The United Families & Friends Campaign has some funds to support affected family members to attend the INTERROGATING STATE VIOLENCE: CUSTODIAL DEATHS, JUSTICE AND RESISTANCE conference that will take place on 26 October 2018 in London.
The conference aims to bring to focus research on the issue of deaths in custody in the UK. The anniversary event will map trajectories of struggles for justice over two decades, highlighting new research and policy directions, as well as offering contextualised and historical understandings of state violence.
The conference will be followed by the UFFC 20th Anniversary Procession on Saturday 27 October 2018 at Trafalgar Square, London.
A specialist emergency response unit which offers immediate assessments to suspected mental health sufferers in the West Midlands has been recognised internationally – after counterparts from Australia visited the region to learn about best practice.
The Mental Health Triage scheme sees West Midlands Police officers joined by psychiatric nurses and paramedics to attend calls from people who are believed to be suffering from mental ill health.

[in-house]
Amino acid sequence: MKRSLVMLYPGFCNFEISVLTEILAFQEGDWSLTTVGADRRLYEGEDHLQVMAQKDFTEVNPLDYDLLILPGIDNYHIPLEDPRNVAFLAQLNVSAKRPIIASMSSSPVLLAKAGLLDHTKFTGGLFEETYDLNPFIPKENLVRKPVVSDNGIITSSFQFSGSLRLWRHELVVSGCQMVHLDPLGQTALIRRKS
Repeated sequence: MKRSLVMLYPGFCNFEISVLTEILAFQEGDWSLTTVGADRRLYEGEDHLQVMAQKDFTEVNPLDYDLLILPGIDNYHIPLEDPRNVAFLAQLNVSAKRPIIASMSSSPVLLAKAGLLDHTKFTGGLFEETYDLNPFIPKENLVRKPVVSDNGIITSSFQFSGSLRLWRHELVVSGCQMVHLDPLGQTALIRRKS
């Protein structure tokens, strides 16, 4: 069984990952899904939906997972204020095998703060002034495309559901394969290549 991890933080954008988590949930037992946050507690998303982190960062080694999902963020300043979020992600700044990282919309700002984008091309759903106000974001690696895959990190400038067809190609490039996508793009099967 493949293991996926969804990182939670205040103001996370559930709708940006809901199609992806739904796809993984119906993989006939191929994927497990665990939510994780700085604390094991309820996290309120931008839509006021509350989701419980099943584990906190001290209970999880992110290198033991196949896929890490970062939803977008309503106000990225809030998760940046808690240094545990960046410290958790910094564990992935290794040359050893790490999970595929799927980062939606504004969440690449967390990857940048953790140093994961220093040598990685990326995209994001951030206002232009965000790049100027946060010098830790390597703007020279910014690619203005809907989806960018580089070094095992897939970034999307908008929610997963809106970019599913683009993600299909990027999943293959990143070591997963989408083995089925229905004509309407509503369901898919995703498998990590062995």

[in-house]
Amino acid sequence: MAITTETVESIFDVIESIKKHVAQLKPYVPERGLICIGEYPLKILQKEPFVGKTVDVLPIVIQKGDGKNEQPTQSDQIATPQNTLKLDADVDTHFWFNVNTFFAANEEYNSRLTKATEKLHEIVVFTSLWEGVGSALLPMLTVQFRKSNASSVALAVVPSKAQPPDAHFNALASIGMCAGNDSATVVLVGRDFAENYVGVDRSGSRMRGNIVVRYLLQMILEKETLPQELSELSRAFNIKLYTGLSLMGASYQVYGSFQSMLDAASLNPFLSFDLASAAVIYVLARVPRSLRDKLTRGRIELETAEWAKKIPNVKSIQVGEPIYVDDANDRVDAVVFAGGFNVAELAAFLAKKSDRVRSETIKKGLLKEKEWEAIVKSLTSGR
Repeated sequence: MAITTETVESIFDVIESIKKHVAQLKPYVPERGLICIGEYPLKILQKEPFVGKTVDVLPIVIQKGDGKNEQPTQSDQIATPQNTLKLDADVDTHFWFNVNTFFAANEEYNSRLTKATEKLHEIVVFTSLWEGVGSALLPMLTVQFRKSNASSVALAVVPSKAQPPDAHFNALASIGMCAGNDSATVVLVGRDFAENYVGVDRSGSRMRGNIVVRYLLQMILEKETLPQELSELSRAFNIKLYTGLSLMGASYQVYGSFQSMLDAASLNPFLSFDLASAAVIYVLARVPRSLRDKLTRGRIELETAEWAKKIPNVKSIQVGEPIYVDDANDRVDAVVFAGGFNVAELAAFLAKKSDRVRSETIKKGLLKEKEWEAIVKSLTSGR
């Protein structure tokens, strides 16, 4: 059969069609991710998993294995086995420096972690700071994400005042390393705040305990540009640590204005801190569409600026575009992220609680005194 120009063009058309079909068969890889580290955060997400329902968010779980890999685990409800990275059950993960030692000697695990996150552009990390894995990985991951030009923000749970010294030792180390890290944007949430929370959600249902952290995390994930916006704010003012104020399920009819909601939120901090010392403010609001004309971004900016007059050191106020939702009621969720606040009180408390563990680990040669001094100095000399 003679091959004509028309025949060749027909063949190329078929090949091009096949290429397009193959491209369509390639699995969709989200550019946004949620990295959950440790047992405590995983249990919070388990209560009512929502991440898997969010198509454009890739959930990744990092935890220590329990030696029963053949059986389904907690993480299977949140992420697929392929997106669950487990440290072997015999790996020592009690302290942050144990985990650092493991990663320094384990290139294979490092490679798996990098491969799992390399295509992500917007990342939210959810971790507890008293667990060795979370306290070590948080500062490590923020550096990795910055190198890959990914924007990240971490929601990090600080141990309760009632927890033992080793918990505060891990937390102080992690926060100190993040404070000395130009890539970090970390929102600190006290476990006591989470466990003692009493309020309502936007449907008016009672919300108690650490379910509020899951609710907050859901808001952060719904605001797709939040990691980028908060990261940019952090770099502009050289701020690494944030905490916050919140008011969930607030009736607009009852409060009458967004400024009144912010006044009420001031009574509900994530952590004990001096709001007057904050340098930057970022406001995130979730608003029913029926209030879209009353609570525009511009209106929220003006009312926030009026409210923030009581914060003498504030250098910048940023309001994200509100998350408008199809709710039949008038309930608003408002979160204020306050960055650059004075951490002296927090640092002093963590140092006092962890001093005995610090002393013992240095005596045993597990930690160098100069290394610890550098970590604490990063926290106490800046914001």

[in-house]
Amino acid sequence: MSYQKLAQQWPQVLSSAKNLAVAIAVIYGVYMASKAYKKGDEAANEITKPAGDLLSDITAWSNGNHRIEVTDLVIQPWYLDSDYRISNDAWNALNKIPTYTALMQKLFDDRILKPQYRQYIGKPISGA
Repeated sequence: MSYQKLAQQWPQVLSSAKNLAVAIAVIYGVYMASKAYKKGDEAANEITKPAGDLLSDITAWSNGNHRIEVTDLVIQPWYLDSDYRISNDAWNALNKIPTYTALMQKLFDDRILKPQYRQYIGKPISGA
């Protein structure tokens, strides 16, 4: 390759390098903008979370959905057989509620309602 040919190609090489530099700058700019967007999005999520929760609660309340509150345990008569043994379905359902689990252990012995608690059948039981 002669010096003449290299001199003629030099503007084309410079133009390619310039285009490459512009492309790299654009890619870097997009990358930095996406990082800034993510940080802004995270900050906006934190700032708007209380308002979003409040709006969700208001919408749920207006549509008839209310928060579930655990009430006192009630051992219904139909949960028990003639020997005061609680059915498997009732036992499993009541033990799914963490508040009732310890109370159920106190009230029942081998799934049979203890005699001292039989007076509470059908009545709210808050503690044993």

The successful police and NHS partnership means patients get on-the-spot assessments at their home or on the street and can be taken to safe health facilities for the support they need rather than held in police custody.
Everybody has “mental health”, but far too many of us have mental health problems. For many years this has existed in a twilight zone, both in society in general and the NHS in particular.
There is now a welcome desire and indeed some success in bringing it into the light. The effect of light, though, is to illuminate not only what is important but also to draw attention to those areas which, whilst no longer in the dark, remain very much in the shadows.
In recent years, there has been necessary attention given to issues such as anxiety, depression, relationship problems, how people react to adversity and so on. We have seen unprecedented investment in talking therapies for those with common mental health problems, and an upsurge of general interest in mental health, aided by campaigns such as “Time to Change” or “Heads Together”.